That’s the topic of my column this week with Ben Boychuk. To recap: “tea party” conservatives in that New York congressional district managed to drive a moderate Republican out of the race — and ended up handing the seat to a Democrat in a district that has long sent the GOP to congress. As I write in the column, we’ve seen this story before:
For a good idea of what tea party activism might accomplish, take a good look at Kansas.
It’s about as Republican a state as they come. It last went for a Democratic presidential candidate in 1964. And the GOP has 300,000 more registered voters than its Democratic rivals. But the state’s governor is a Democrat. So is the attorney general.
How in the heck did that happen? Easy. The Republican Party in Kansas tore itself in two, between center-right “moderates” and conservative true believers. The infighting has been going on for more than a decade, leaving voters alienated and giving Democrats opportunities for electoral wins in a state they have no business contesting.
That looks similar to events in New York. The district there had sent moderate Republicans to Congress forever — its last congressman, John McHugh , crossed party lines to work as President Obama’s Secretary of the Army. But when the GOP establishment picked a similarly centrist Republican to run for office, the tea party folks rebelled and backed a different candidate. Who lost.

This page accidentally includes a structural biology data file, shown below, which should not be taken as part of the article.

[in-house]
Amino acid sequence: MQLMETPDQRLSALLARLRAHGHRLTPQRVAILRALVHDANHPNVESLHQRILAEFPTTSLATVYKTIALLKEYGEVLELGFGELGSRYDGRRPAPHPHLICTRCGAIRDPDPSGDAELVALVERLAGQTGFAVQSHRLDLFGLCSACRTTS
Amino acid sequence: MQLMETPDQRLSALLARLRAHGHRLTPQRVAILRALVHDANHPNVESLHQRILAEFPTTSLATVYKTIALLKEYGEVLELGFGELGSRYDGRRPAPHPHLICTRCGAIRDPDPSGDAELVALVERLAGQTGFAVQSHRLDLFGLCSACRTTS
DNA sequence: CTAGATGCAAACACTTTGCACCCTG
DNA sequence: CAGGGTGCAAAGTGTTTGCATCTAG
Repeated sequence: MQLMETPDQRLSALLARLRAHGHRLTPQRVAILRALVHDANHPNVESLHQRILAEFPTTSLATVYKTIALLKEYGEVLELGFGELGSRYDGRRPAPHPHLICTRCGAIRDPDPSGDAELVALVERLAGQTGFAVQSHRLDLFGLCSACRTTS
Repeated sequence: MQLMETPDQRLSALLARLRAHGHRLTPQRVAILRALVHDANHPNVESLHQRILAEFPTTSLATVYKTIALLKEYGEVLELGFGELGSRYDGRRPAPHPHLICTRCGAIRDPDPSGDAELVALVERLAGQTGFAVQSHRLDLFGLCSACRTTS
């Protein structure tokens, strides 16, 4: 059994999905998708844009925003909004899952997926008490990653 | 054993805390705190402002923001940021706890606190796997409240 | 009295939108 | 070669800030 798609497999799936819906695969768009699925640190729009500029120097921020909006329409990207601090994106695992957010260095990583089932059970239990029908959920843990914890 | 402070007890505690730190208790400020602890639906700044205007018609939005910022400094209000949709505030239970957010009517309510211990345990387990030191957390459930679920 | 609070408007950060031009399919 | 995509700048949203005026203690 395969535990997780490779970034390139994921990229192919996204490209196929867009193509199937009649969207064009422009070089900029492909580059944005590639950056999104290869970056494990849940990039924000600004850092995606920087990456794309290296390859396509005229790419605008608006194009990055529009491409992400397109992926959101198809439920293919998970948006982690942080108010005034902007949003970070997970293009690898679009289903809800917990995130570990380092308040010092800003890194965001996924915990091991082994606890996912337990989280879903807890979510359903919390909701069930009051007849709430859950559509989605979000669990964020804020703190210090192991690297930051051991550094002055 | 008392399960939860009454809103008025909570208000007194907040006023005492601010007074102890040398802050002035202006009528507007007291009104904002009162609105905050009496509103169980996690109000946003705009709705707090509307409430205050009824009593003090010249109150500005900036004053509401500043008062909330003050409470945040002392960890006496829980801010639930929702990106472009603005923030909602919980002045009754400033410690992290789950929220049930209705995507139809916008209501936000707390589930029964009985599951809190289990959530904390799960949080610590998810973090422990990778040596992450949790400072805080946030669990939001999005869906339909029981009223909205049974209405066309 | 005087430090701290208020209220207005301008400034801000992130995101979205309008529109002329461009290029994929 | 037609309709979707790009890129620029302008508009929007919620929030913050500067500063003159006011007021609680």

The tea party movement started as the biggest expression of sore loserdom in America’s recent political history. George W. Bush had expanded “socialized medicine” — in the form of the new Medicare drug benefit — and turned a budget surplus into a deep deficit. Yet the tea partiers only took to the streets when a Democrat was elected president. It’s not difficult to figure out what motivated them.
So the fact that tea partiers are now holding Republicans to account is refreshing. But parties that insist on ideological purity are usually losers at the ballot box; Democrats began their recent comeback when centrists like Sens. Jim Webb and Bob Casey joined their cause. Tea partiers should heed the lesson if they want to win.